Phinney in pink before Stage 2. Photo courtesy of BMC Racing Team
Ever since Taylor Phinney won the Junior World Time Trial Championship in 2007, pundits have been saying that the Boulder, Colorado, native would eventually be one of the next big names in American cycling. Someday came sooner than expected yesterday, when, less than two years after turning pro, the 21-year-old won the Giro d'Italia's opening prologue and roared into the race lead.
Phinney blasted the technical, wind-strafed 8.7-kilometer time trial in 10 minutes and 26 seconds, beating his nearest competition by nine seconds. That might not sound like a lot, but in a discipline where wins and losses are often measured in tenths of seconds, it's an immense margin and speaks to Phinney's talent and promise. The son of cycling Olympic medalists Davis Phinney and Connie Carpenter, the precocious American was no stranger to the upper echelons of cycling even before the win. By donning the maglia rosa, the pink jersey worn by the leader of the race, Phinney joins some rarefied company: He's the youngest rider to lead the Giro since Tour de France champ Laurent Fignon (1982), one of eight Americans to win a Giro stage (Greg Lemond and Tyler Hamilton among them), and only the third American to ever wear pink, after Andy Hampsten (1988) and Christian Vande Velde (2008).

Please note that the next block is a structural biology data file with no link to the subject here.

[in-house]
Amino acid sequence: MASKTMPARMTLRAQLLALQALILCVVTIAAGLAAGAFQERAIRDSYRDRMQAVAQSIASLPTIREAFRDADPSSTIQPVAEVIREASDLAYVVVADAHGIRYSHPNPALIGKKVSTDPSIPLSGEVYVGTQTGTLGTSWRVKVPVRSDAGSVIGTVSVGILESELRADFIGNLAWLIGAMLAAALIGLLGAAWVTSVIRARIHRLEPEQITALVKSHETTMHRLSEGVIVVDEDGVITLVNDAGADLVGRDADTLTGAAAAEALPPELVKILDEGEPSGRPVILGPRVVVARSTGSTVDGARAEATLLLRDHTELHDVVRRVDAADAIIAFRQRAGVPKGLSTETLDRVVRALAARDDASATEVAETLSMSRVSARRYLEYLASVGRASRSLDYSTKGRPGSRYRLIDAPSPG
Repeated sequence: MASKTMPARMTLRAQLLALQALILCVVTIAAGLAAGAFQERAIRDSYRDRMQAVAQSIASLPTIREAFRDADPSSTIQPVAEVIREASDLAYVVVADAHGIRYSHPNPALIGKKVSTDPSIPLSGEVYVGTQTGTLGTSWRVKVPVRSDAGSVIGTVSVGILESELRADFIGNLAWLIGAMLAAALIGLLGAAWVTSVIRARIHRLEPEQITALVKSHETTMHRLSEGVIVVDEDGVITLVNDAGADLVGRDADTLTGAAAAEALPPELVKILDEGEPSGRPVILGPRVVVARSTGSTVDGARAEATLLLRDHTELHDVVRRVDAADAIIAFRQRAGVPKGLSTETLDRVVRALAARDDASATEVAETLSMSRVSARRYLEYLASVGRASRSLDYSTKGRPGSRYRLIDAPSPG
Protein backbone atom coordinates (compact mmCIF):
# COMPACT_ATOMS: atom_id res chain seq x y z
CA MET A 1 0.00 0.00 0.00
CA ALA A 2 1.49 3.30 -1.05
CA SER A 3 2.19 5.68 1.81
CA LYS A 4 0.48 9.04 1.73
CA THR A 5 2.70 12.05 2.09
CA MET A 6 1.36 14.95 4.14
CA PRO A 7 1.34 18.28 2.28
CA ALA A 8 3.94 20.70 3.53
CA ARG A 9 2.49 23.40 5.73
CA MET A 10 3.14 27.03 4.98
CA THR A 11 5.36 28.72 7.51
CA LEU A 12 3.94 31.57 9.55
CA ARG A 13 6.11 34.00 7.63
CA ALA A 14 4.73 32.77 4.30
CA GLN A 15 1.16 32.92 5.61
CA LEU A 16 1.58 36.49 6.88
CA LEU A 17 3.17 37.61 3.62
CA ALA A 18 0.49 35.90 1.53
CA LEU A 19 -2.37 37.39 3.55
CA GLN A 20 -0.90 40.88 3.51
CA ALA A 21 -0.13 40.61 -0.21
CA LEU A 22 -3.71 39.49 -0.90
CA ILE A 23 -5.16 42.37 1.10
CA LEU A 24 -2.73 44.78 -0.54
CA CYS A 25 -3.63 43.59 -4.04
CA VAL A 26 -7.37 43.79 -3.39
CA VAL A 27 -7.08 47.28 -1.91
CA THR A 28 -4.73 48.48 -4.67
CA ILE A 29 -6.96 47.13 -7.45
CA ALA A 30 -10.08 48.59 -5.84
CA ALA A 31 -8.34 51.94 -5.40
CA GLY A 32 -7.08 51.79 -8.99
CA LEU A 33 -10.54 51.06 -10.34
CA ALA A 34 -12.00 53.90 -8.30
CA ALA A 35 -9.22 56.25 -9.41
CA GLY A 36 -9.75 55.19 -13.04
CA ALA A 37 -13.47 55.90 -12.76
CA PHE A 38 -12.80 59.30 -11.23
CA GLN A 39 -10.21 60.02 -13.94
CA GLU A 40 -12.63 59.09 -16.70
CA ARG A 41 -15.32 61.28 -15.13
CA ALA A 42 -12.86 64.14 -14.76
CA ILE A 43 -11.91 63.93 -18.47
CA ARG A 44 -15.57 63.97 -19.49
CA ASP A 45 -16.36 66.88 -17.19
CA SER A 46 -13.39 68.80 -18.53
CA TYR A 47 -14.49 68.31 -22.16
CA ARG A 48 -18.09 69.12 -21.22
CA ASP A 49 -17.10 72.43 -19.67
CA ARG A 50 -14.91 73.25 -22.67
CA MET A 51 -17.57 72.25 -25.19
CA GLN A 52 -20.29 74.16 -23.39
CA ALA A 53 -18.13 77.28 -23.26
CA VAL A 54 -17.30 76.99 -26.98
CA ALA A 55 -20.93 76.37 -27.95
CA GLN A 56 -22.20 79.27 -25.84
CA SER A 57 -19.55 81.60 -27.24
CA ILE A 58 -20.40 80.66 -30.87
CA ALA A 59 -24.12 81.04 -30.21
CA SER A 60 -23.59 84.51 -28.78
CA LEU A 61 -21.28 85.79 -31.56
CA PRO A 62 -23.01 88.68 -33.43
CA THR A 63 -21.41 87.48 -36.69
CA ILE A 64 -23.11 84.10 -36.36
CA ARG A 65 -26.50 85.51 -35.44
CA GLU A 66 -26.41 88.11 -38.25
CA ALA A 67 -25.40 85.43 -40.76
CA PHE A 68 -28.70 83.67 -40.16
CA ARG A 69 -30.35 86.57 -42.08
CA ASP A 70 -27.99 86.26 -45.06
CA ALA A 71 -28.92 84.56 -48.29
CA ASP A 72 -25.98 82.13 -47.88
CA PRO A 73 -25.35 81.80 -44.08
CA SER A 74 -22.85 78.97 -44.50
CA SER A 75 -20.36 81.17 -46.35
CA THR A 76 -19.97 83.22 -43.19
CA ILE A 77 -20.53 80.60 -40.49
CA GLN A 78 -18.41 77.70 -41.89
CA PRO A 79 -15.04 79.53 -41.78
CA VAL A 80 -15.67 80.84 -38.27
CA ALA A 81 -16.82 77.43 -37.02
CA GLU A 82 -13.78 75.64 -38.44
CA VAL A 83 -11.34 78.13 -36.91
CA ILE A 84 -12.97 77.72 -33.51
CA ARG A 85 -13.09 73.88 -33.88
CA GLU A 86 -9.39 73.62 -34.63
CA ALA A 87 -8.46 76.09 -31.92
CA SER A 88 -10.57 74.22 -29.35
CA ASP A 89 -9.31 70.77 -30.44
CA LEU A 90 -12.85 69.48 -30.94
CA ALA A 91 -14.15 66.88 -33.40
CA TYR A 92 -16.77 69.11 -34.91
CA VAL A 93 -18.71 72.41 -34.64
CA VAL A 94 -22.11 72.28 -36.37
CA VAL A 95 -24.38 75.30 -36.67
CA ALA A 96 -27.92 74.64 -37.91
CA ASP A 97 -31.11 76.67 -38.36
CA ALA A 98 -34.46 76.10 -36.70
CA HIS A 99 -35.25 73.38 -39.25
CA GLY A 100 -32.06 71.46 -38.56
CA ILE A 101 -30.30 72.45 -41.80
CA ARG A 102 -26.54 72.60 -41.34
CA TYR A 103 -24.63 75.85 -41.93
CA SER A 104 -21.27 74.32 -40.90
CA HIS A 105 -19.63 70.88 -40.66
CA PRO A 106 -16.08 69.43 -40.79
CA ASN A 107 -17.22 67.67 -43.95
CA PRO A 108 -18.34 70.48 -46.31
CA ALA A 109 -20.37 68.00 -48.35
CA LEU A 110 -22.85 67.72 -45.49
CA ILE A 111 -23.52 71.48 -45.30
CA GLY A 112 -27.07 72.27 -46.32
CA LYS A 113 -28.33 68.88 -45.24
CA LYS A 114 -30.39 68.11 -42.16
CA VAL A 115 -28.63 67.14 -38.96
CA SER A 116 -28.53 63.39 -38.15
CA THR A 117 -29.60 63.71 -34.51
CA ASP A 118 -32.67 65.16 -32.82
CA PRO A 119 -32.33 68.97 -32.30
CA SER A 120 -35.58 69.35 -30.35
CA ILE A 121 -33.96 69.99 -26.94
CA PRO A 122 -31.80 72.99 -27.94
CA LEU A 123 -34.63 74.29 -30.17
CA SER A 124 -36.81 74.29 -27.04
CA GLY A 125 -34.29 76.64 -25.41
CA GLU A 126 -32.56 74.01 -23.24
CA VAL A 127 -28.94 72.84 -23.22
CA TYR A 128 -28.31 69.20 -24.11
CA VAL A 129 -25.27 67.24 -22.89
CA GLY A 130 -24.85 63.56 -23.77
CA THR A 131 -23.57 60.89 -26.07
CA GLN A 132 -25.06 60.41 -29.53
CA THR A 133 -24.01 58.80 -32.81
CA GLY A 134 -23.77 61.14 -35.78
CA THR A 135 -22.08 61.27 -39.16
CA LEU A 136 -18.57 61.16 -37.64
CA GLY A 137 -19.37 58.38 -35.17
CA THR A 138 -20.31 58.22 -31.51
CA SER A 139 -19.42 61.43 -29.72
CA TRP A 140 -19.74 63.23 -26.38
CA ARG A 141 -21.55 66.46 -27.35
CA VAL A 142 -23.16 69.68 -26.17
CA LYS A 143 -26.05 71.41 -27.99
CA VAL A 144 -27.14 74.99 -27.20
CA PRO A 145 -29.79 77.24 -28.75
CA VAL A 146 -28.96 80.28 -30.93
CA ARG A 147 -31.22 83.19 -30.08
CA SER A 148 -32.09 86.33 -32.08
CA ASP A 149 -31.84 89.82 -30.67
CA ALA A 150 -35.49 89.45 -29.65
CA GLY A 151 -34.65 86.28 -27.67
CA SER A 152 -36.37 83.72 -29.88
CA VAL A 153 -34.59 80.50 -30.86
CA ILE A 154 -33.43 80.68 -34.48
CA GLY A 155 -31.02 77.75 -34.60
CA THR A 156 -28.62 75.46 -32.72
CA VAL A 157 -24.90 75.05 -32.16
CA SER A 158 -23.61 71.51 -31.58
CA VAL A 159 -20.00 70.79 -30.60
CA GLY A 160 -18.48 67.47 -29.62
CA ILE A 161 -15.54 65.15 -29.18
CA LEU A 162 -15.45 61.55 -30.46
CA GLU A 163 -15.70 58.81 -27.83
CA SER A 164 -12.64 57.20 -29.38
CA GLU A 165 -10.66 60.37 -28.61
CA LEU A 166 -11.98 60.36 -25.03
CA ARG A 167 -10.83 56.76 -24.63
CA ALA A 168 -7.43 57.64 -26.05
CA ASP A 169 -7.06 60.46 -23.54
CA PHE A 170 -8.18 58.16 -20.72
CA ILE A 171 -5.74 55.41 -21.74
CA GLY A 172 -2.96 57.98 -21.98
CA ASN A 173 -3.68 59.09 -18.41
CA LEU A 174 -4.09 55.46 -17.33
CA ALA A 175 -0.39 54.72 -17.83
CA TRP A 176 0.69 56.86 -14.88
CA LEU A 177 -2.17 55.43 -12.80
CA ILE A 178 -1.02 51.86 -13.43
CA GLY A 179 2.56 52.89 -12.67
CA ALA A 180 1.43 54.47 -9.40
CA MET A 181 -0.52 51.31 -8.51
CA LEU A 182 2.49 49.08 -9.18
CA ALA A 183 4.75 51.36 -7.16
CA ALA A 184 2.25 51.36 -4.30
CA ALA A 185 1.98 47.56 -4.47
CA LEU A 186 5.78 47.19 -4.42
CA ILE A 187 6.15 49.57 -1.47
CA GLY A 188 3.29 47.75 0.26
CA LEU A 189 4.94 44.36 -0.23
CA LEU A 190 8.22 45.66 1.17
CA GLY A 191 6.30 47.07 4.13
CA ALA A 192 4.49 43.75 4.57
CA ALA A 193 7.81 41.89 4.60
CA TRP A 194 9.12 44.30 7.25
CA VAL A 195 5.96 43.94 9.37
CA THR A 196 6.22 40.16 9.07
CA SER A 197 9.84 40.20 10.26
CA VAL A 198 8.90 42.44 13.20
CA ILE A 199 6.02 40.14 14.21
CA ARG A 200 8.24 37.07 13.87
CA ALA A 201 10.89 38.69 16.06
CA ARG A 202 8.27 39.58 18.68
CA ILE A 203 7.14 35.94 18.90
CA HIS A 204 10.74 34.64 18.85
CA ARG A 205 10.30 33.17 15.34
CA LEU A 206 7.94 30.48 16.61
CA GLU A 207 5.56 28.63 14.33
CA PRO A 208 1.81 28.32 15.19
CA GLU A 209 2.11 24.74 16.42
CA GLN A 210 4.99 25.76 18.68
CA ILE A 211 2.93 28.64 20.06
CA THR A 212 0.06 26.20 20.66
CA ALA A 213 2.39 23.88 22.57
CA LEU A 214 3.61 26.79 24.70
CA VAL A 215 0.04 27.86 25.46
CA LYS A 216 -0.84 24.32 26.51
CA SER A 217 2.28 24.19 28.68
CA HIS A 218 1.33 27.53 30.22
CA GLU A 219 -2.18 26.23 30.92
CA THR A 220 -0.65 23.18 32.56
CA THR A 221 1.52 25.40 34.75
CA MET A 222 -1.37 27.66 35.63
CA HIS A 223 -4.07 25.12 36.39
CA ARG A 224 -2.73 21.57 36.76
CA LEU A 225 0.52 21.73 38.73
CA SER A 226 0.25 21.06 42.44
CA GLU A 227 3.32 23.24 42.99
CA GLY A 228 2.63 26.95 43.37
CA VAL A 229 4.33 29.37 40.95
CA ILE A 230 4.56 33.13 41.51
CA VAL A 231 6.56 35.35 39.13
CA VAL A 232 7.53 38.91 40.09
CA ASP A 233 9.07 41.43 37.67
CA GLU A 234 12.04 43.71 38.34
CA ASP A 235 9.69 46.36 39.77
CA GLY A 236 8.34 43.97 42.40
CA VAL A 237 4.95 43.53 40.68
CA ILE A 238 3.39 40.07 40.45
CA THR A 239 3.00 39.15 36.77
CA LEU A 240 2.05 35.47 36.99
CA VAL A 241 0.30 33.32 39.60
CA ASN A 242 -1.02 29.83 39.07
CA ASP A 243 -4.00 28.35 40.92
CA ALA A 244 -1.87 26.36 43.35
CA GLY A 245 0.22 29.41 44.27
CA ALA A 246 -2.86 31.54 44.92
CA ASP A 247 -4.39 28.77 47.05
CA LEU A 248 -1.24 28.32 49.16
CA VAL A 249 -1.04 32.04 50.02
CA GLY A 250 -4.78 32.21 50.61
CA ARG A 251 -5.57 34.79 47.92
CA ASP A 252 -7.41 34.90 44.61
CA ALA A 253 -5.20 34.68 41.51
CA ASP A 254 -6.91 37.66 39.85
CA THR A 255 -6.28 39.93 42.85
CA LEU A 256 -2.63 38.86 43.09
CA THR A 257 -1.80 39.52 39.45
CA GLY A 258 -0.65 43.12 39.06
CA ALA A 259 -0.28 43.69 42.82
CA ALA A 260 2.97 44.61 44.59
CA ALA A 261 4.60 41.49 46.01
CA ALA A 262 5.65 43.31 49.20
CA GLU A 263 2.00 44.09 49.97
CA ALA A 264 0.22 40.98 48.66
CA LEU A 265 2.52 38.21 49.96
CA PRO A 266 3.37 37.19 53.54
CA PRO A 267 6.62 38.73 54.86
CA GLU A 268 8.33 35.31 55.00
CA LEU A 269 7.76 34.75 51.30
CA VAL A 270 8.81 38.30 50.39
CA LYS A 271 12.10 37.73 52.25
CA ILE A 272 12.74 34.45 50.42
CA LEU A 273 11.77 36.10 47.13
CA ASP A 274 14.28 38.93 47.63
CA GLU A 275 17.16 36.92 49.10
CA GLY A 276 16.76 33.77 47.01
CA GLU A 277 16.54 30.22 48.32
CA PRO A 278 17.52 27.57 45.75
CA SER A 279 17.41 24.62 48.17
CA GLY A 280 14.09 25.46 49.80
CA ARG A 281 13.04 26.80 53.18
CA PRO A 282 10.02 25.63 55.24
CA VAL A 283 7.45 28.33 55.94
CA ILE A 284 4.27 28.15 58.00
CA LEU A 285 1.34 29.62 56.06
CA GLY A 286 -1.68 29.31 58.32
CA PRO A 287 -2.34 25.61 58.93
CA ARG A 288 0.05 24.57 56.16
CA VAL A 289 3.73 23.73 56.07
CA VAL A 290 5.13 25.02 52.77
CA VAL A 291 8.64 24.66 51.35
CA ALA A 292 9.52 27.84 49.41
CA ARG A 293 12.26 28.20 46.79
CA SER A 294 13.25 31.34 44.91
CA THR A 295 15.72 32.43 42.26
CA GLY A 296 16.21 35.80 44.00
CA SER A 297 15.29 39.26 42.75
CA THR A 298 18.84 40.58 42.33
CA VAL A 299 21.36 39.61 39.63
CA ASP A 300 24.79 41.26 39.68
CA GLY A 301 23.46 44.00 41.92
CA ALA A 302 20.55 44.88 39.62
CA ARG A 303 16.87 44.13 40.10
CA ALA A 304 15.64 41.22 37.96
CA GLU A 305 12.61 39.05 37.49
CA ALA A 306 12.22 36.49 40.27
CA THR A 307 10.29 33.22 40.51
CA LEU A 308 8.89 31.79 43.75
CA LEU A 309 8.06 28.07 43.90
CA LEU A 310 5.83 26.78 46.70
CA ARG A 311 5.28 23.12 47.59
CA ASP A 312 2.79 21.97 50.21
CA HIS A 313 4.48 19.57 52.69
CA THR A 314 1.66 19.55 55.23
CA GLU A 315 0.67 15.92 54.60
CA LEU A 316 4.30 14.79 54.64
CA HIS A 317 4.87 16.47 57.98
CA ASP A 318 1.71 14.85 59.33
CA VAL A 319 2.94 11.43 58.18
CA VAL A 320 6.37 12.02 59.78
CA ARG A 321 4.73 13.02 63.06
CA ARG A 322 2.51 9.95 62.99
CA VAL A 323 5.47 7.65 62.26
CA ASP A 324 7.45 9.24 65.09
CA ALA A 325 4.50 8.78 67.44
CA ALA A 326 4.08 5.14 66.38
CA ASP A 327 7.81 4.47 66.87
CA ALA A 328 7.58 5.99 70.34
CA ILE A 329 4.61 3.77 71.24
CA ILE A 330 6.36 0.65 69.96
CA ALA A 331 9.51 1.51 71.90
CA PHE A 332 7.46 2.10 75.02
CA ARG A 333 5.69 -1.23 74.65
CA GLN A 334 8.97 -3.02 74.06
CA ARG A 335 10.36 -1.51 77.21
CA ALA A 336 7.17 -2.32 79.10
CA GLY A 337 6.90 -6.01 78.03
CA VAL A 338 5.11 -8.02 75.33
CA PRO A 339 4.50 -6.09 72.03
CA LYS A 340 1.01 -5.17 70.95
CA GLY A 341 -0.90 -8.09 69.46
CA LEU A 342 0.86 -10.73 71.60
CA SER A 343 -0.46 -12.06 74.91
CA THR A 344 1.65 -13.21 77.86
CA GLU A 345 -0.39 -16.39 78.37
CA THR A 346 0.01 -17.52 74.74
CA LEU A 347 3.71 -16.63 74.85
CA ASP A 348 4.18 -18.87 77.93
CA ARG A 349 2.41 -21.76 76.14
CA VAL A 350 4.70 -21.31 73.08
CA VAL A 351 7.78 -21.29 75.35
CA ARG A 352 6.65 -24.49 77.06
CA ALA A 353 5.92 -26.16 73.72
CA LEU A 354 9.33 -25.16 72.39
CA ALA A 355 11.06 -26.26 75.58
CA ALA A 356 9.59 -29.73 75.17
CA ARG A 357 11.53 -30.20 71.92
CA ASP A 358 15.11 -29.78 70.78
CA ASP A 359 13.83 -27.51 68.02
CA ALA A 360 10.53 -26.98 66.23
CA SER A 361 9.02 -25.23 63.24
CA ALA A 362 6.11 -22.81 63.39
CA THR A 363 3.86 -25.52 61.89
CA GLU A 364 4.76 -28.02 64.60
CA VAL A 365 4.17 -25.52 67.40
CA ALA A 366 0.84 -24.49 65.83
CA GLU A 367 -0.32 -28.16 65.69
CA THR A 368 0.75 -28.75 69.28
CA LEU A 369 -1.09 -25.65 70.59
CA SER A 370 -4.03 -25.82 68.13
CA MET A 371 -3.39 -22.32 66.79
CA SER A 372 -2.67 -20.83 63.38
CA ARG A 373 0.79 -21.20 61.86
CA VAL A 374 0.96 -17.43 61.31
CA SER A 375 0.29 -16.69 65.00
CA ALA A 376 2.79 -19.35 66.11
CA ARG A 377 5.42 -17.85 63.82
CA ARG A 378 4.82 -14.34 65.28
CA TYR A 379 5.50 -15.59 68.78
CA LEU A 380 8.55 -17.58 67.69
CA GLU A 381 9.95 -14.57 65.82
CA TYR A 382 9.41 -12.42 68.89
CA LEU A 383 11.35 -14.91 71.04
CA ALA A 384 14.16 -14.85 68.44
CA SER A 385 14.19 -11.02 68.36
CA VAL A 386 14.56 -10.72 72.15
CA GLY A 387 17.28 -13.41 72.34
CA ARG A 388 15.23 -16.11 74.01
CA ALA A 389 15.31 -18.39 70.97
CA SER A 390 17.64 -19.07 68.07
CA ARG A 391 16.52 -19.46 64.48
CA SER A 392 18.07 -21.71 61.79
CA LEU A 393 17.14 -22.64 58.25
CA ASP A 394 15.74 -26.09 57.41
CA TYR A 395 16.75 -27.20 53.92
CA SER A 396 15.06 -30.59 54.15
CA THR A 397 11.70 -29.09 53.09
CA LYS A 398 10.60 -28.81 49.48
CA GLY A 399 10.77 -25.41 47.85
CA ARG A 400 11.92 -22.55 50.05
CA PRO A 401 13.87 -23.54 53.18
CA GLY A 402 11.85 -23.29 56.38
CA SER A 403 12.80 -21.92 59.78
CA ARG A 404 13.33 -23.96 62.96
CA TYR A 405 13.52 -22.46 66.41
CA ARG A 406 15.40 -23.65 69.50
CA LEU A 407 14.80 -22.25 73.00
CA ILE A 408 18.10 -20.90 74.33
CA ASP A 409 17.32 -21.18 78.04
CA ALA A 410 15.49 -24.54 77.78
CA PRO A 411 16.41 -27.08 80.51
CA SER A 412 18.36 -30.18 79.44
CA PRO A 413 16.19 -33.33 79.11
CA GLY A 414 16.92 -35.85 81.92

Phinney in the prologue start house. Photo courtesy of BMC Racing Team
Phinney decided well before the season to make the opening Giro stage a mainstay of his 2012 campaign. "It was last fall when Taylor decided this was a goal and this was an event he could perform in," said Jim Ochowicz, manager of Phinney's BMC Racing Team. "He made the commitment last October, and he delivered the goods." Phinney underlined the point. "I've been thinking about this for a really long time, this jersey and this win," he said. "I knew warming up I felt really good and I've done a lot to prepare for it." The win was the biggest of the season so far for BMC Racing Team, which has had a mostly quiet opening to 2012, with reigning Tour de France champion Cadel Evans focusing his efforts on July and classics strong man Philippe Gilbert shut out at the Ardennes.
After the victory, Phinney was cautiously optimistic that he could keep the race lead until the stage 4 team time trial in Verona on Wednesday. "We'll take it day-by-day," he said. "But I'd like to keep it until at least in Verona. To be able to sport it in Italy would be pretty special."
Phinney's time in pink was almost cut short on Stage 2 when, eight kilometers from the finish, he lost contact with the peloton after crashing and being further waylaid by a subsequent mechanical. He closed half of the 38-second gap on his own and was then joined by three teammates who paced him back into the main field with less than five kilometers to the stage end. Team Sky's Mark Cavendish easily won the crash-marred sprint, and Phinney, who finished with the same time, kept his pink for another day.
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